Relations between New Zealand and the EU appeared to reach a new low yesterday as Trade Minister David Parker complained that he had learned of the EU’s latest offer on a free trade agreement from a leak to a dairy industry trade publication.
Parker dismissed the offer itself as unacceptable.
Clearly angry, he phoned his EU counterpart, Phil Hogan, last night to complain both about the leak and the offer.
However, neither he nor his office was willing to make any comment on the outcome of the call.
POLITIK understands there may be a response from Brussels today.
The dairy proposals have been kept secret because of the political sensitivity surrounding the dairy industry in Europe.
The eighth round of negotiations on the free trade agreement are due to resume next week, and the EU offer leaked out last week.
In a speech yesterday afternoon Parker said the European Union offer reflected agricultural protectionism in the European Union.
“It is a very negative signal, especially at a time when we are working together in the World Trade Organization and elsewhere, encouraging countries not to be protectionist and to ensure trade can flow freely between us,” he said.
“For New Zealand exporters to face such an unlevel, uneven playing field in the European Union is really unacceptable.”
Details of the EU offer have now appeared in a number of European publications.
Sources said it would amount to New Zealand gaining access for a relatively tiny amount of product; point one seven per cent of the total EU cheese market and point three per cent of the total butter market.
Part of the problem lies in the way the Europeans are trying to impose on New Zealand a division of what used to be the Tariff Rate Quota for butter and cheese exports to what was then 29 EU member countries.
Since Brexit Britain and the EU have arbitrarily divided that quota between themselves.
New Zealand does not accept the division, however the Europeans use it as the base of their offer to New Zealand.
|Quota year 1 (tonnes)
The EU says that New Zealand dairy exports to Europe in recent years have been much lower than even its existing quotas.
Last year it sent only 2028 tonnes of cheese yet under the offer Parker is complaining about, New Zealand’s quota would rise to 15,000 tonnes in 10 years time.
European critics say that is because New Zealand prefers to send its exports to Asian markets.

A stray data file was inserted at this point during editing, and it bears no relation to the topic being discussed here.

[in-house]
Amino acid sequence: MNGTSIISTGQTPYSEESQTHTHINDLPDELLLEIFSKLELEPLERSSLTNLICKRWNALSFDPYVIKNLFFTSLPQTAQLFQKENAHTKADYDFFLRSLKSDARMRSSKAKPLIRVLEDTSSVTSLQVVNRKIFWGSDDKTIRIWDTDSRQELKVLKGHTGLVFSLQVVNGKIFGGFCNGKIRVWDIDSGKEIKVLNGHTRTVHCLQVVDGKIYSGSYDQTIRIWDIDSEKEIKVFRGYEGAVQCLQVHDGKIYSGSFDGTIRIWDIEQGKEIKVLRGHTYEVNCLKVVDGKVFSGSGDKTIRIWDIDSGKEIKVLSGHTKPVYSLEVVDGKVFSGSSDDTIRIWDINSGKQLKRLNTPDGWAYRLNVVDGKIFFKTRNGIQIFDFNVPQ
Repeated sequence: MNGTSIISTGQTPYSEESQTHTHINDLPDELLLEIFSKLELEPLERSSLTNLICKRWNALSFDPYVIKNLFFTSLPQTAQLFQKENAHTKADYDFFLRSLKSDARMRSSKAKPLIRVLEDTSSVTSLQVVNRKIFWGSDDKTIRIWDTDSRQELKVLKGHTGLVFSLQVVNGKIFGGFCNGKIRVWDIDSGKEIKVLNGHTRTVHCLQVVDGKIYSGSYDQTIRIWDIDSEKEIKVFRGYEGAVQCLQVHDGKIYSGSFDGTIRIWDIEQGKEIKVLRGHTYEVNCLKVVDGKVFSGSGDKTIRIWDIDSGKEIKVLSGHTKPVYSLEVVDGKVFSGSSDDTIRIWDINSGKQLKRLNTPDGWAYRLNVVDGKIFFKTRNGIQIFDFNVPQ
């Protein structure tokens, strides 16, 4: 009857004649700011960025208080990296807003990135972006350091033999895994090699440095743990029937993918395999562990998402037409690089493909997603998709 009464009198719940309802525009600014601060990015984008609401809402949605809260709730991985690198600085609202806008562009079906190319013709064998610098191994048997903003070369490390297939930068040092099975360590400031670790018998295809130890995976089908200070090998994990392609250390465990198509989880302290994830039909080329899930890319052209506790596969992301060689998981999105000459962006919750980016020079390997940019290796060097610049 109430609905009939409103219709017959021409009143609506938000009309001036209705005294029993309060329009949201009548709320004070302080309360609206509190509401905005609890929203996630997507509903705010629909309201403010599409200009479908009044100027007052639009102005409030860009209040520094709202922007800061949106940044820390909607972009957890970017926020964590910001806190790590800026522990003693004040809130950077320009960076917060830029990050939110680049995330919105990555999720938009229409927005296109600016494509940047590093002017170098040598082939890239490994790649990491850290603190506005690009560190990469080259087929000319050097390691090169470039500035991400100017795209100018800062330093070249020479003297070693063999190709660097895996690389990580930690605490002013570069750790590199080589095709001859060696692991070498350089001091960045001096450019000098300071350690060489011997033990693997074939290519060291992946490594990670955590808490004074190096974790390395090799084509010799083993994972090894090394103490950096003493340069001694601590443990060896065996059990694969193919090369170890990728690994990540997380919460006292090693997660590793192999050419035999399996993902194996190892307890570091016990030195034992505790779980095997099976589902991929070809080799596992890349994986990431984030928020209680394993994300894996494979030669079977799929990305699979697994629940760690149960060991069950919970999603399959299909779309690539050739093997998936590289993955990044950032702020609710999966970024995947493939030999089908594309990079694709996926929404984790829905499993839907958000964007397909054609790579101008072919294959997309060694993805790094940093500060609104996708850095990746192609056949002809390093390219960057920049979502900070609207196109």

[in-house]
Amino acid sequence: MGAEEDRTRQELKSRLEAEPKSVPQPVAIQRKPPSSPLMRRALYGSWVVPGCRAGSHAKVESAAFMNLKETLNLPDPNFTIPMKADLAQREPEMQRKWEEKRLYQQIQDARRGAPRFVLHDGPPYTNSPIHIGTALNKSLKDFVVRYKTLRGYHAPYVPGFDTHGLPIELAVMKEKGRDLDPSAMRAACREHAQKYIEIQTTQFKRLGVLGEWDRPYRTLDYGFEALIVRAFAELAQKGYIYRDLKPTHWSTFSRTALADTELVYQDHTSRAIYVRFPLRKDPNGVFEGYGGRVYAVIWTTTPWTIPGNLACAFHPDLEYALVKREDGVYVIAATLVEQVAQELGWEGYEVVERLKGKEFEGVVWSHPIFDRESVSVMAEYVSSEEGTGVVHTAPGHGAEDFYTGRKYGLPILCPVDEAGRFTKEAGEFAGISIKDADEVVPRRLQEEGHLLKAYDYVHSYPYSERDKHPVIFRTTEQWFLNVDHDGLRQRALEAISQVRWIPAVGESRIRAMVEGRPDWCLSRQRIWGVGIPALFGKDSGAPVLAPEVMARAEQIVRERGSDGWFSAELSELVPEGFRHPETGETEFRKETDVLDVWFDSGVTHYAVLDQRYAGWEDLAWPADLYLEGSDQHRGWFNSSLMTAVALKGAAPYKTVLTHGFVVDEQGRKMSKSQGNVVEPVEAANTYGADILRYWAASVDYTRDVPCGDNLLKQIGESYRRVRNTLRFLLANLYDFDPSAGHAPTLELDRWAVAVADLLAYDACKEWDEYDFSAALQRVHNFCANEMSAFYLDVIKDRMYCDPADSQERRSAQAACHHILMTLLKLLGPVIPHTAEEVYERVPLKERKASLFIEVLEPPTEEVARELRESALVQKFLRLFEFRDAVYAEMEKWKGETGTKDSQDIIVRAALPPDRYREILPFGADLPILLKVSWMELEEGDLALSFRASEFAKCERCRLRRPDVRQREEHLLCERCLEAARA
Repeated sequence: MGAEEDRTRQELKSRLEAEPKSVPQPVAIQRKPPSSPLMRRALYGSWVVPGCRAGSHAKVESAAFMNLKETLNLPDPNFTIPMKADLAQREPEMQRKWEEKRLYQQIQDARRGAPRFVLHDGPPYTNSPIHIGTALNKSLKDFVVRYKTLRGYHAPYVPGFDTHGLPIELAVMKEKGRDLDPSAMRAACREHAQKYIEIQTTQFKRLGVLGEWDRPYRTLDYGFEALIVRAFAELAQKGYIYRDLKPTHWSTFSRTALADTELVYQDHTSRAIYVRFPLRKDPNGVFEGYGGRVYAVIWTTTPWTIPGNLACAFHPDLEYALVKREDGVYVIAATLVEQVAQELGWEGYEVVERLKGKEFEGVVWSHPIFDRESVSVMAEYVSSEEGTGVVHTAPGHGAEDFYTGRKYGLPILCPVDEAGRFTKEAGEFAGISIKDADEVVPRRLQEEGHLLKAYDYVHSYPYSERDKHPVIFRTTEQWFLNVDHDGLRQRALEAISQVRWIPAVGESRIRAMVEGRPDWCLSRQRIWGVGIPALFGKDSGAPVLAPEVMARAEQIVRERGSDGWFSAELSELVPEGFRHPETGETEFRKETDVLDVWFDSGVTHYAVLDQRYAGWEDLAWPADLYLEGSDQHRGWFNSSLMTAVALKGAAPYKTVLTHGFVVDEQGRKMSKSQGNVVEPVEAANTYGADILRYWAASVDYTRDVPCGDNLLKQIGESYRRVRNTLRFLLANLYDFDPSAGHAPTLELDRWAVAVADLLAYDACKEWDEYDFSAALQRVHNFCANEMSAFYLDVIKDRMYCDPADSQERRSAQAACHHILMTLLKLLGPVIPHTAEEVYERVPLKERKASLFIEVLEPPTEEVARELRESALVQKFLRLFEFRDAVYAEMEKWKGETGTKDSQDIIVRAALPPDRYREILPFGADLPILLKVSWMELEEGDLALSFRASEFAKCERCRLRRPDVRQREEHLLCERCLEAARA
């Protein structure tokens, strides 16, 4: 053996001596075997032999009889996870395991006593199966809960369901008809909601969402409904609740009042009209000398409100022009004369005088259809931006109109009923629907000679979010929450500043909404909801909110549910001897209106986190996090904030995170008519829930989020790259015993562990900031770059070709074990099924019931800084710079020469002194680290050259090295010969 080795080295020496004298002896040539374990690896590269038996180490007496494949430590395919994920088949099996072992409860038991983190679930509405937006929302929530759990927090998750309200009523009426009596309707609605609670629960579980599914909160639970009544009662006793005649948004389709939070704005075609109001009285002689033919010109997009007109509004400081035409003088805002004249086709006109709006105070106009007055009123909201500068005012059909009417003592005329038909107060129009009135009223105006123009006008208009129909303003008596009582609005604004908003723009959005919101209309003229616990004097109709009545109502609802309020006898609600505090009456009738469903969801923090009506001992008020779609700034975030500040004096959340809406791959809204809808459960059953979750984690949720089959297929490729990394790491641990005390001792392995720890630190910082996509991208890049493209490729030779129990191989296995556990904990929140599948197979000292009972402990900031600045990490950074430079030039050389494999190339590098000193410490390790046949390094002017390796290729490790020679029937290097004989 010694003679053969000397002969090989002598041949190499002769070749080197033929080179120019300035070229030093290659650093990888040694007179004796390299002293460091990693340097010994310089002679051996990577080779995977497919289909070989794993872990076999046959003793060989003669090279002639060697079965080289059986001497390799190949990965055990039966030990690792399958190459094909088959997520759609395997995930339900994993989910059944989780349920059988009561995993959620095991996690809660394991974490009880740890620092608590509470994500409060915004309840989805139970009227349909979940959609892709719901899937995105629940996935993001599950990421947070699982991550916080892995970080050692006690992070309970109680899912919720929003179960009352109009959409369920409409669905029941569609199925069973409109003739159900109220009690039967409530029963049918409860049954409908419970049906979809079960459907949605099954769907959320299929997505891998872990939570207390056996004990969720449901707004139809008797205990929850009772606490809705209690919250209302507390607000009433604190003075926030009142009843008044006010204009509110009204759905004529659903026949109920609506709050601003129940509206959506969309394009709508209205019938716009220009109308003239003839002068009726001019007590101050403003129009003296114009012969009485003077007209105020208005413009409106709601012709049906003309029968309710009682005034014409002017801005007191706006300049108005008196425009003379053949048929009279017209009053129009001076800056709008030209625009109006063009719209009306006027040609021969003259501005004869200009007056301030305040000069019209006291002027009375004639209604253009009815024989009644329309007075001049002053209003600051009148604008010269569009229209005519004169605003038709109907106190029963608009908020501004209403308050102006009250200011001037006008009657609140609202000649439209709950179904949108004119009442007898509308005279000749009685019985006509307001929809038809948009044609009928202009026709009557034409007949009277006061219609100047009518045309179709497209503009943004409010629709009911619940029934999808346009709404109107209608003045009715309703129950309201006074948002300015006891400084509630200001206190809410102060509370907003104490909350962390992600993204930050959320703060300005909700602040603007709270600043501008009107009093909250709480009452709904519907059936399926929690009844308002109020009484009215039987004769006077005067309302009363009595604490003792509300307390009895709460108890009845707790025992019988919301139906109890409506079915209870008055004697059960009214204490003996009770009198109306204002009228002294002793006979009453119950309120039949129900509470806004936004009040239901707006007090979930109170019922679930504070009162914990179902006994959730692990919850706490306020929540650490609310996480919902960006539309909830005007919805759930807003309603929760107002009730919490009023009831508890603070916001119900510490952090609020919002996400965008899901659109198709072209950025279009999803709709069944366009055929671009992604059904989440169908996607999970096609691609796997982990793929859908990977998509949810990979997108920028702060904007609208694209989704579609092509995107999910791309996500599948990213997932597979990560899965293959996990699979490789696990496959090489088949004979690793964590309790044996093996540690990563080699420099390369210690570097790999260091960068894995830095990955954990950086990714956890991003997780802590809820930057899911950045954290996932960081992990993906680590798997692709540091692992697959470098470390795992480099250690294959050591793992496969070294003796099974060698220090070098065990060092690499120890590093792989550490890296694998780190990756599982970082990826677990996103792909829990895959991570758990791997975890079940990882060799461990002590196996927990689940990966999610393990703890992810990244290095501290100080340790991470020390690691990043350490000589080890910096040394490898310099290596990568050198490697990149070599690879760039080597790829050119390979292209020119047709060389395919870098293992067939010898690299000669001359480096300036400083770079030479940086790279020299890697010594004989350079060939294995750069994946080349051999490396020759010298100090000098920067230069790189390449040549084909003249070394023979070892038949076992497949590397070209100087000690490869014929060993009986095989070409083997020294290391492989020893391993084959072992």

But Fonterra has argued that the EU imposes hefty bureaucratic non-tariff barriers which make it uneconomic to send exports there.
New Zealand wants those barriers gone along with increased quotas.
There is thus an argument here that the export figures quoted by the EU are artificially depressed.
And Parker said that the EU quotas would also be subject to highly prohibitive tariffs.
“This is not a workable way to conclude our long-running negotiations,” he said.
“Currently, the EU has a two to one trade surplus in goods with New Zealand.
“As a country, we cannot afford that situation to remain.
“It is clear that the EU will need to address this imbalance.
“I ask how else post-Covid would New Zealand maintain a social license for trade? “
There are other elements to the negotiations.
The EU wants to stop the use by New Zealand dairy companies of so-called “geographic indicators” like “feta” or “camembert”.
Fonterra told MFAT this was its key defensive concern.
“A restrictive agreement in relation to Geographical Indications would have a negative impact on Fonterra’s business in New Zealand,” its submission said.
POLITIK understands New Zealand has emphasised that it will only agree to the EU’s request to protect geographical indications if it is satisfied with the market access it receives from Brussels, for dairy and other products.
It was clear from Parker’s speech and a subsequent Q+A yesterday that he is frustrated with the EU offer.
“We’re one of the last liberal democracies in the world not to have a free trade agreement with the European Union,” he said.
“And if what we’re seeing from this leak is correct then it’s a derisory offer which just won’t close that agreement.
“I personally think Europe needs this agreement more than we do.
“And they’re not going to get an agreement on those terms because it will be patently unfair.
“And if we can’t get after all these decades of negotiation with the European Union to a decent point, then they might like to think about what the alternatives will be.
“Their trading relationship with New Zealand currently runs in their favour at two to one.
“Notwithstanding that particular hiccup and that negotiation, we continue.
“We don’t give up on these negotiations, and we try to find points that are satisfactory to both sides.”
Negotiations on the agreement were launched in Wellington in June 2018, and then Parker said he hoped they would be completed within two years.
That now seems highly unlikely.
But, maybe, the-then EU Trade Commissioner, Cecilia Malmstrom, was offering a subtle warning about the European sensitivity over dairy products in particular during a press conference with David parker in the Beehive.
“There is a sensitivity in certain areas in Europe in certain products not only vis a vis New Zealand, but in general in trade agreements, we have been very aware of them,” she said.
“I think we have been open to the Minister and his team about where those sensitivities are but of course we enter the negotiations to give and take.”
Parker now wants to see some more giving from Europe.